The Frisian Maritime Museum is magical for children

The three suitcases need to be repaired now because they have been used by about two thousand children. Currently, the number of schools visited is already eighty. The suitcases are part of an educational program developed by Anke Roorda and Merijn van Veen, the two educational staff at the Fries Scheepvaart Museum. At least twice a week, they or one of the five enthusiastic volunteers visit elementary schools in Friesland

Born of necessity

The visit to the elementary schools was actually born out of necessity. It arose because schools could not come to the museum due to corona. Each year, the educational staff creates a program that is in line with the school’s curriculum.

“We had already developed something when we received an inquiry from Schoolkade in Leeuwarden, a broker in programs for schools. They had heard that we had developed something with technology for younger children – grades one to four. To complete technology lessons for this age group is difficult for many schools. They have Lego and Kapla in the classroom, but that’s it. Teachers find technology lessons important, but they have no time, no background and no methods. They like that there are providers like us. On that way they get an hour of technical training at home.”

“You must surprise children”

The fantastic thing about the Fries Scheepvaart Museum’s huge collection is that there is always something in the house suitable for the young. “In this case, we have made a combination between technology and shipping. The contents of the three suitcases that the ‘T-team’ leaves with mainly contain material on the chronology of shipping.”

Thanks to their many years of experience, Anke and Marijn know what works for children. “You have to surprise children. If you are surprised, you will want to know more. We have incorporated all senses into our program as far as possible. Tell something, do something, taste something, listen again. Mostly by doing, because we know that children’s tension is low.” Children, but also their parents, are geared to the digital world, say Anke and Marijn. “There is nothing wrong with that in itself. If you are talking about the solar run, you can directly search for a video via Digibord. But in our volatile society, stories help anchor knowledge. The challenge in storytelling is therefore to tell the stories in such a way that children are drawn into the story.”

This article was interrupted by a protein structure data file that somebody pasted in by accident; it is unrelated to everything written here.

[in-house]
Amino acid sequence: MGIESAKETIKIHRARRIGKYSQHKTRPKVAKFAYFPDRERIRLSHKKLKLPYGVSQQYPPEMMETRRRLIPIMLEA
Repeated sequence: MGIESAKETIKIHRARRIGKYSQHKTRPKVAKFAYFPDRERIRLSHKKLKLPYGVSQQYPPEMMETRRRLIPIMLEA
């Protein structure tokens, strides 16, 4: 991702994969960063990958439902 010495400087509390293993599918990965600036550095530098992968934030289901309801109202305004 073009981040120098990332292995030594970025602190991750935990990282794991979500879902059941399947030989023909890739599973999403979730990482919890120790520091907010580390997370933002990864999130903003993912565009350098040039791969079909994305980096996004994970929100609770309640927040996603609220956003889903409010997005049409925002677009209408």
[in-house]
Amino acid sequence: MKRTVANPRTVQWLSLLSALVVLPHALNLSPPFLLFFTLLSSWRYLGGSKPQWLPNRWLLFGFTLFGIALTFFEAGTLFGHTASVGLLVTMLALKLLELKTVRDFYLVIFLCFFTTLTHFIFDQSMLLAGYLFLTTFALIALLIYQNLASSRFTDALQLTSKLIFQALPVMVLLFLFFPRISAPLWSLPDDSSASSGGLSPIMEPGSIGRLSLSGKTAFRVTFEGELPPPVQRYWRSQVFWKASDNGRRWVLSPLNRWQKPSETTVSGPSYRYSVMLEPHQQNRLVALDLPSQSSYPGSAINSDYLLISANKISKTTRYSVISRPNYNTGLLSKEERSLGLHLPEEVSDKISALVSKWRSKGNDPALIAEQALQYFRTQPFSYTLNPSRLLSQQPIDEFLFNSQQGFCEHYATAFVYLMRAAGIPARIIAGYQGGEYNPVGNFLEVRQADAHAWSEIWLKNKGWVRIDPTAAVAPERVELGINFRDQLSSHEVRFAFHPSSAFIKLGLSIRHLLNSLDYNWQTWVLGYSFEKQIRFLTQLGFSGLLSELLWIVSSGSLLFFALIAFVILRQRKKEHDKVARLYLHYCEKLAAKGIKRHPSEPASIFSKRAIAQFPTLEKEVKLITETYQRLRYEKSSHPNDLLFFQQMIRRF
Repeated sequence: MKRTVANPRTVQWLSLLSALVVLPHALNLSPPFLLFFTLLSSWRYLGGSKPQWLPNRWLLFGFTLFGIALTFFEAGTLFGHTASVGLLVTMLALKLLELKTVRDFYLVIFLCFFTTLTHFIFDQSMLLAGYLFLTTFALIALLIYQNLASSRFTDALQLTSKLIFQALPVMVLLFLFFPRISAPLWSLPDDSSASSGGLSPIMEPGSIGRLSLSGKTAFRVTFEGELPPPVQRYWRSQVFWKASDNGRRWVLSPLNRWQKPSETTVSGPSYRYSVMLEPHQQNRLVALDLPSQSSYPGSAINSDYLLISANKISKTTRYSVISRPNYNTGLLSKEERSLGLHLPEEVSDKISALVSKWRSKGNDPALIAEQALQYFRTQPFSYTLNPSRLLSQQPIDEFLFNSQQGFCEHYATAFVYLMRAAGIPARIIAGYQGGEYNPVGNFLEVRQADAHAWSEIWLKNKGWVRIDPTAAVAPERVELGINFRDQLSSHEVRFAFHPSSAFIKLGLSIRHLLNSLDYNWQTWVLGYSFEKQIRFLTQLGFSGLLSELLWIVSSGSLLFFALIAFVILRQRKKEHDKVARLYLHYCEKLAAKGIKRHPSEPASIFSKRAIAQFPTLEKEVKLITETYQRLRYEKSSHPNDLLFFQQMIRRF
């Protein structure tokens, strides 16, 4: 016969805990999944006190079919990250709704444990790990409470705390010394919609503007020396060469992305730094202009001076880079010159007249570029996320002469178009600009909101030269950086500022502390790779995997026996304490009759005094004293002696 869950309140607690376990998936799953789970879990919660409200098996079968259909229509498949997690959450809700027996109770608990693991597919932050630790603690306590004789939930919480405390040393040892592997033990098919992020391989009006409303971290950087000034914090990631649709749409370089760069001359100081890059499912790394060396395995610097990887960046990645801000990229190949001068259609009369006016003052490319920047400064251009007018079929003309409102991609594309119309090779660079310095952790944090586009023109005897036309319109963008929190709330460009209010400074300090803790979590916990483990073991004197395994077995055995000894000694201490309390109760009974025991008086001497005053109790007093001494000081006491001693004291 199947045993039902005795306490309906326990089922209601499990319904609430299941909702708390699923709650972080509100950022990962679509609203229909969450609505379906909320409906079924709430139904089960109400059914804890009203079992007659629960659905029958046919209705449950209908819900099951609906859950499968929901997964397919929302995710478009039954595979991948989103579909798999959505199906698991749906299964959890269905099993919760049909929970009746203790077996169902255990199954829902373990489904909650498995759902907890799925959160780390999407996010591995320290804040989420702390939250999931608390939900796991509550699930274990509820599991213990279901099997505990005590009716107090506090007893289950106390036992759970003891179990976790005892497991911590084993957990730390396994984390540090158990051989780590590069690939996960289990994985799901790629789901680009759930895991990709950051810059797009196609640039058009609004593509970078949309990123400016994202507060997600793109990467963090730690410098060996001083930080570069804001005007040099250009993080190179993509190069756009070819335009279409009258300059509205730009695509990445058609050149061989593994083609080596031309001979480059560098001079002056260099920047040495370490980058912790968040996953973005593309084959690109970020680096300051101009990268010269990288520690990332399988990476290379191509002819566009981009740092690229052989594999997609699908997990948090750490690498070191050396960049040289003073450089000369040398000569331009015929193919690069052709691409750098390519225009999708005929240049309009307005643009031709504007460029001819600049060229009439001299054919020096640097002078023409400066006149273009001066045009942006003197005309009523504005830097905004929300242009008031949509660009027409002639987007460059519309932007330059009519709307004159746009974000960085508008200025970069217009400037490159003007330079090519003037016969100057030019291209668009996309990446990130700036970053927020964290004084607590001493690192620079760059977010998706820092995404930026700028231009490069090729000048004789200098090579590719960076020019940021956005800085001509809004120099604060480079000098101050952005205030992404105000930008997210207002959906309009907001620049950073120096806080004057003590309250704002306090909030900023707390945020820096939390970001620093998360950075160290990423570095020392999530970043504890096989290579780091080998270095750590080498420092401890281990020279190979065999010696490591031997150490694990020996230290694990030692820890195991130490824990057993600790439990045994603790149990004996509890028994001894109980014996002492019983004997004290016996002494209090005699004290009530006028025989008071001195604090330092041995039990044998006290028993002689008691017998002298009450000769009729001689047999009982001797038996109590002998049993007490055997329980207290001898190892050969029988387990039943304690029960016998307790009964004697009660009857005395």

A canoe made of concrete

The lesson focuses on floating, sinking, hydropower, wind power and solar power. “‘How did people move on water long ago?'” we ask. That way we come up with a canoe, one of wood and one of concrete. What happens if we put it in the bowl of water? Why does one sink and the other float? Then we switch to a sailboat. People get tired of canoeing. So it’s nice if you have a boat where the wind helps you. So the children assemble a sailboat during the lesson.

‘I’m going out shopping, how much can I bring?’ is the next question. The children must put rocks on the sailboat until it sinks. Next comes the steamboat. Children are allowed to heat the water in iron boats with tealights. And suddenly the boat starts to sail. It’s magical every time.”


“We will continue with the container ships that can carry more and more cargo. With a photo of a container ship, we show that the cargo can fall off. Some older children remember the MSC Zoe. The following is a photo of a solar ship; the children can make these themselves from a propeller, a solar panel and wires. If we put on a construction lamp, the ‘sun’, the propeller will turn and the boat will sail. When the sun goes away, it stops spinning; even more magic.”

After the technical lesson, the children receive a family card. On presentation of that card, they can go to the Fries Scheepvaart Museum with the whole family for free. An action that runs smoothly, according to the two educational staff. “After the weekend, we can see on the spear at the entrance how many have used it.”


The experiences from the past school year have meant that the educational staff is ‘tainted’ by the technology side. The theme for the lower classes for the coming school year is: ‘we are building a boat’. “We have to look up the old craft again, and from there we continue with new techniques. We have purchased a laser cutter with which you can make building boards. We will also use a 3D printer. 64 groups have already booked this theme.”

And what happens to the used suitcases this year? “They go with one of the volunteers to her grandchildren in The Hague. How nice is that?”

Text and photos: Riemie van Dijk

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